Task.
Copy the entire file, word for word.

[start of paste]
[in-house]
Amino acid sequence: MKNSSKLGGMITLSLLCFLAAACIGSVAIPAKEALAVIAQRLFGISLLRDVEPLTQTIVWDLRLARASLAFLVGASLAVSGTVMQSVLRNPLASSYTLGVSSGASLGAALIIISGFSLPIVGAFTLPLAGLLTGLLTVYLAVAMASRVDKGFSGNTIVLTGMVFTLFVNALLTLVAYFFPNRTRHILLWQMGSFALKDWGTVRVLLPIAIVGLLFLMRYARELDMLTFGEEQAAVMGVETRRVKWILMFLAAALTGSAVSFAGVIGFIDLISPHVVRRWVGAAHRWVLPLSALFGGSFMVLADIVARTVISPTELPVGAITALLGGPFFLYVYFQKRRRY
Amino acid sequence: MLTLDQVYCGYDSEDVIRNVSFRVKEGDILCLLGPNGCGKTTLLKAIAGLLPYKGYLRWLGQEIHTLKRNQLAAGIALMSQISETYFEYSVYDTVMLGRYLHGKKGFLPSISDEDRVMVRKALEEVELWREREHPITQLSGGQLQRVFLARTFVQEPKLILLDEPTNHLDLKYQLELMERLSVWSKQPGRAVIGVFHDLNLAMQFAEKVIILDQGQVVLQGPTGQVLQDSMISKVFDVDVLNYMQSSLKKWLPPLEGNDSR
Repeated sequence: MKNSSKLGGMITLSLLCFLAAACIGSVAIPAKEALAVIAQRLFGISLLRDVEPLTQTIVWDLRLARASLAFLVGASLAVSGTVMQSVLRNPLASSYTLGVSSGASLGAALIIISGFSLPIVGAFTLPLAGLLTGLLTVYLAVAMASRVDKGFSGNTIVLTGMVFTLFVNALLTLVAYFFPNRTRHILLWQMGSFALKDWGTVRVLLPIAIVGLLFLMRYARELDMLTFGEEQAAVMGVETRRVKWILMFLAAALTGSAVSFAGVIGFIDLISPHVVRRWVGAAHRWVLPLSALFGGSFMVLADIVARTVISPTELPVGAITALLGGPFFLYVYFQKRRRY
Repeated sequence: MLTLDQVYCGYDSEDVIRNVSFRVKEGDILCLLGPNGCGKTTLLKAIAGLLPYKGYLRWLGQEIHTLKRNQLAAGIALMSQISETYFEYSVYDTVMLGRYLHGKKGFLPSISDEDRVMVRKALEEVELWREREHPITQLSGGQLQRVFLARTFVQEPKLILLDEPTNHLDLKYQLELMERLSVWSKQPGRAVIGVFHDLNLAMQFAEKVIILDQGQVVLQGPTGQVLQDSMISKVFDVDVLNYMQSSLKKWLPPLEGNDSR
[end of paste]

[in-house]
Amino acid sequence: MKNSSKLGGMITLSLLCFLAAACIGSVAIPAKEALAVIAQRLFGISLLRDVEPLTQTIVWDLRLARASLAFLVGASLAVSGTVMQSVLRNPLASSYTLGVSSGASLGAALIIISGFSLPIVGAFTLPLAGLLTGLLTVYLAVAMASRVDKGFSGNTIVLTGMVFTLFVNALLTLVAYFFPNRTRHILLWQMGSFALKDWGTVRVLLPIAIVGLLFLMRYARELDMLTFGEEQAAVMGVETRRVKWILMFLAAALTGSAVSFAGVIGFIDLISPHVVRRWVGAAHRWVLPLSALFGGSFMVLADIVARTVISPTELPVGAITALLGGPFFLYVYFQKRRRY
Amino acid sequence: MLTLDQVYCGYDSEDVIRNVSFRVKEGDILCLLGPNGCGKTTLLKAIAGLLPYKGYLRWLGQEIHTLKRNQLAAGIALMSQISETYFEYSVYDTVMLGRYLHGKKGFLPSISDEDRVMVRKALEEVELWREREHPITQLSGGQLQRVFLARTFVQEPKLILLDEPTNHLDLKYQLELMERLSVWSKQPGRAVIGVFHDLNLAMQFAEKVIILDQGQVVLQGPTGQVLQDSMISKVFDVDVLNYMQSSLKKWLPPLEGNDSR
Repeated sequence: MKNSSKLGGMITLSLLCFLAAACIGSVAIPAKEALAVIAQRLFGISLLRDVEPLTQTIVWDLRLARASLAFLVGASLAVSGTVMQSVLRNPLASSYTLGVSSGASLGAALIIISGFSLPIVGAFTLPLAGLLTGLLTVYLAVAMASRVDKGFSGNTIVLTGMVFTLFVNALLTLVAYFFPNRTRHILLWQMGSFALKDWGTVRVLLPIAIVGLLFLMRYARELDMLTFGEEQAAVMGVETRRVKWILMFLAAALTGSAVSFAGVIGFIDLISPHVVRRWVGAAHRWVLPLSALFGGSFMVLADIVARTVISPTELPVGAITALLGGPFFLYVYFQKRRRY
Repeated sequence: MLTLDQVYCGYDSEDVIRNVSFRVKEGDILCLLGPNGCGKTTLLKAIAGLLPYKGYLRWLGQEIHTLKRNQLAAGIALMSQISETYFEYSVYDTVMLGRYLHGKKGFLPSISDEDRVMVRKALEEVELWREREHPITQLSGGQLQRVFLARTFVQEPKLILLDEPTNHLDLKYQLELMERLSVWSKQPGRAVIGVFHDLNLAMQFAEKVIILDQGQVVLQGPTGQVLQDSMISKVFDVDVLNYMQSSLKKWLPPLEGNDSR